Friday, January 28, 2011

I mentioned the article on the AOL news Rethinking The Bible As A Social Book (Jan 26, 2011). I mentioned all the comments and then I went back to really read (instead of skim) the article.

I find it interesting that so many people pounced on the word "modify". I agree whole-heartedly that we have no right to tamper with God's word. Maybe I'm just weird but it was all the other possibilities that caught my attention: "The apps makes it possible for readers to share their highlighted text from a book on Twitter or Facebook, along with their comments, related photos and videos. Private groups can also be created for more of a book-club feel" or on-line Bible study? What a wonderful opportunity to interact with and share the scriptures socially for kids in today's world. Should it take the place of face to face, no. It's something different ...

Like anything new, it's scary, yes, but also full of possibilities to be used or abused. Think about the good and the bad possibilities available to man when someone developed the wheel (before & after). Some of the grown-ups were early adopters, some not. Maybe the kids and teenagers had a riotous time. We don't know.  I bet the apostle Paul would have a field day today with a social Bible app . . . for better or for worse. I wonder if he'd condemn it or use it to great advantage... 

That was the part that jumped out at me -  potential for personal and social options for discussions, sharing, pondering the Word of God with personal visual and audio options for worship that you can share.  (my own interpretation) even with unbelievers. Maybe more appealing to, maybe common ground with unbelievers.

Having a tool out there with the capability to "modify" the scriptures is scary for sure. That particular possibility should give us that much more incentive to make sure our kids really know God's Word "as written" - what's there and what isn't...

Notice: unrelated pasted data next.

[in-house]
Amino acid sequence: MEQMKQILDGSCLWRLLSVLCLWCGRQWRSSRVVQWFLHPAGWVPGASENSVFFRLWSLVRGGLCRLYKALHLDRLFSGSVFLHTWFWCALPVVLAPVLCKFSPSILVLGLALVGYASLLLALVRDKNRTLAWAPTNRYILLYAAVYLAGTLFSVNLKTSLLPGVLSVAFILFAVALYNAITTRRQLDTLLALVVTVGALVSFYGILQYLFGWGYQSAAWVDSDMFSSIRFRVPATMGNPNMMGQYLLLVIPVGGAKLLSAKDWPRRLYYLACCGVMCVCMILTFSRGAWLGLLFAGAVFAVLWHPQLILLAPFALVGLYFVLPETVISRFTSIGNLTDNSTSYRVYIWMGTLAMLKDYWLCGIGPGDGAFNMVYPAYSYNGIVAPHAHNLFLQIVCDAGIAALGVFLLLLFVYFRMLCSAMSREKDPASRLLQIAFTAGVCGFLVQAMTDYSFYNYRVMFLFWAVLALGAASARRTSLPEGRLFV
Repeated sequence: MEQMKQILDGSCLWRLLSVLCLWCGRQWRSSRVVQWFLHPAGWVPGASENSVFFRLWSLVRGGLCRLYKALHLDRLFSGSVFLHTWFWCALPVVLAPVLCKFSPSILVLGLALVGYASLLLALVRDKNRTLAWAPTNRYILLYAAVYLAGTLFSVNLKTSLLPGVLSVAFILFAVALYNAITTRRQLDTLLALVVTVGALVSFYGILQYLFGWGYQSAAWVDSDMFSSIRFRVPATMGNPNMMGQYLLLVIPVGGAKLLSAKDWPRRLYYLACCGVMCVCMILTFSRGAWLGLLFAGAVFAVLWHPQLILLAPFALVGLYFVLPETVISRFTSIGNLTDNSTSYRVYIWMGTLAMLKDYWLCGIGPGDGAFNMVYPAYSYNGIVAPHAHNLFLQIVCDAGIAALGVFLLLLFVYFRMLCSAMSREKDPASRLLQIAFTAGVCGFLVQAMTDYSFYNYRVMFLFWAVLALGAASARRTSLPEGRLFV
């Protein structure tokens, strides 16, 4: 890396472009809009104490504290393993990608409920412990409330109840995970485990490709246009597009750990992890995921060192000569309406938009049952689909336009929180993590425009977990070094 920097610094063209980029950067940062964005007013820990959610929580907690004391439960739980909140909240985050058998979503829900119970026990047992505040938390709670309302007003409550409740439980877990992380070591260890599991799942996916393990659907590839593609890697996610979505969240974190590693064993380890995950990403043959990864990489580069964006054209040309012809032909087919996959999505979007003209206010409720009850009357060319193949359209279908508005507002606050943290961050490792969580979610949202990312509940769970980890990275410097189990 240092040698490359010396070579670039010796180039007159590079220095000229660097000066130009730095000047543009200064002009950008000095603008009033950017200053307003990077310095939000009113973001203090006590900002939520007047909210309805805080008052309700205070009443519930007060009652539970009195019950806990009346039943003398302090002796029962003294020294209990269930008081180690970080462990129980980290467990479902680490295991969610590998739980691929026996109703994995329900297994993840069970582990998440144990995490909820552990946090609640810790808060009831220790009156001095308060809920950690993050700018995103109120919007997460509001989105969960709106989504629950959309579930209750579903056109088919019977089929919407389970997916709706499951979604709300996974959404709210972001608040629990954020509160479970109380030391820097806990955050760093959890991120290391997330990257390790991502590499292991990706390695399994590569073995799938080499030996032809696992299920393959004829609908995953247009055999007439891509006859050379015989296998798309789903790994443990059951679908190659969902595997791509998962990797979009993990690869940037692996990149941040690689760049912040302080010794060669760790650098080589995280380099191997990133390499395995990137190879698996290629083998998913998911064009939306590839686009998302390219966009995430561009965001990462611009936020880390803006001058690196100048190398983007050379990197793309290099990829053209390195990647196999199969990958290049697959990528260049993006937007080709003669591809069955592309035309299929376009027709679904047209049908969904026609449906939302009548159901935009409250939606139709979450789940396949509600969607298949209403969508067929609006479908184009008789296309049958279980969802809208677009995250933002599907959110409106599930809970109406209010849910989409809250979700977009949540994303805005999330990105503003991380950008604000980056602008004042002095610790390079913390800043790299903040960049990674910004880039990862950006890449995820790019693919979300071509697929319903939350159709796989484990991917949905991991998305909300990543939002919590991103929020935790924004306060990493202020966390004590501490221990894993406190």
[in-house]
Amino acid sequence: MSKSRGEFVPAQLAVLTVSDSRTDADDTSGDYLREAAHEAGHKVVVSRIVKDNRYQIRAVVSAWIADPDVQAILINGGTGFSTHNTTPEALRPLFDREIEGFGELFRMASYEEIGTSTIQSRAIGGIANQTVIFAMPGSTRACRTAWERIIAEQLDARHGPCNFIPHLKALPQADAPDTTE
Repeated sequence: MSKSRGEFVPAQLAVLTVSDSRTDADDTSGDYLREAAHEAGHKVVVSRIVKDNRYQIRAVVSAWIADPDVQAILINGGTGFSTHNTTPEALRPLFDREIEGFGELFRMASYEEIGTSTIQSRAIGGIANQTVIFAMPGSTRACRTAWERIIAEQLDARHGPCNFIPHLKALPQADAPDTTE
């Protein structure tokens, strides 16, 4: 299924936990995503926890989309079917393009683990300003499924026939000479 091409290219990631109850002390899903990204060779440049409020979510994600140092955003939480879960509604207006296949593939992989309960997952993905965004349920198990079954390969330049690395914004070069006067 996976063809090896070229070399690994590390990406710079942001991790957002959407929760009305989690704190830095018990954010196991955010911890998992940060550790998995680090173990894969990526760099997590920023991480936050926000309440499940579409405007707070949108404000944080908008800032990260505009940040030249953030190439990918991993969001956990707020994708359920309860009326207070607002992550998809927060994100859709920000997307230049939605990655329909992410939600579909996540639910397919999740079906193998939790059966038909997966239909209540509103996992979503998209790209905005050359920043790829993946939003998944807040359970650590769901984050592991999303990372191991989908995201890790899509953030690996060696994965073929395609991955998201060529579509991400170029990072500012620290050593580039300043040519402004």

Take a passage. Take a story. Change something. Start with the obvious and move to the more subtle. Change something and see if your kids catch it...Make it a game. How do you teach them to tactfully say to someone they love, "I don't think that's what the scriptures really say. Let's go look."

Thursday, January 27, 2011

"...stories in the scriptures about temptation. . ."

Stories where God told someone to do something and they didn't or where God told someone not to do something and they did would count as stories about giving in to temptation.

Choosing to do (or not to do) what God told them, even when it was hard, would be a story about resisting temptation:

Here are a few of those stories:

Adam & Eve
Cain & Abel
Joseph & the guy's  wife (I've forgotten his name)
The Golden Calf
(Maybe) Lot
Lot's wife
David & Bathsheba
Jesus and Satan
Jesus in the Garden

See if you can think of more...not what you would call "sin" by our traditional religious church standards...look at "God said do..." and someone didn't or "God said don't..." and someone did. Or they were tempted to disobey God but they didn't.  Maybe they made a choice to honor God and do something that was very hard. Job's wife wanted him to deny God. Daniel chose not to eat the rich food offered at the king's table. You could probably count breaking one of the 10 commandments if you look at the stories that took place after God gave the commandments to Moses. See what you can find...

You could also do a word study. If you use "tempt," I think "tempted" and "temptation" will show up too.

I'm guessing you'll see things you didn't see before.
I might be wrong but I don't think I'd bother worrying about "character studies for toddlers".

Last thing I knew toddlers are learning  through their senses (sight, sound, smell, taste, touch), their environment ("I feel safe", "I feel safe enough to explore this world", or "something scares me"), and maybe more than any of us dare to admit, their relationships with the people and the living things around them. That's where they'll learn about character  -  hands-on, sensory, environmental, relational. And I think you'll see their young spirits respond to and imitate what they see and experience in the people who surround them day in and day out.

Something to explore: At what age would you start focusing on character? At what age do children differentiate between good, bad, and just different? What makes something good? What makes it bad? I don't think we talk about it. I think we take whatever those words mean for granted.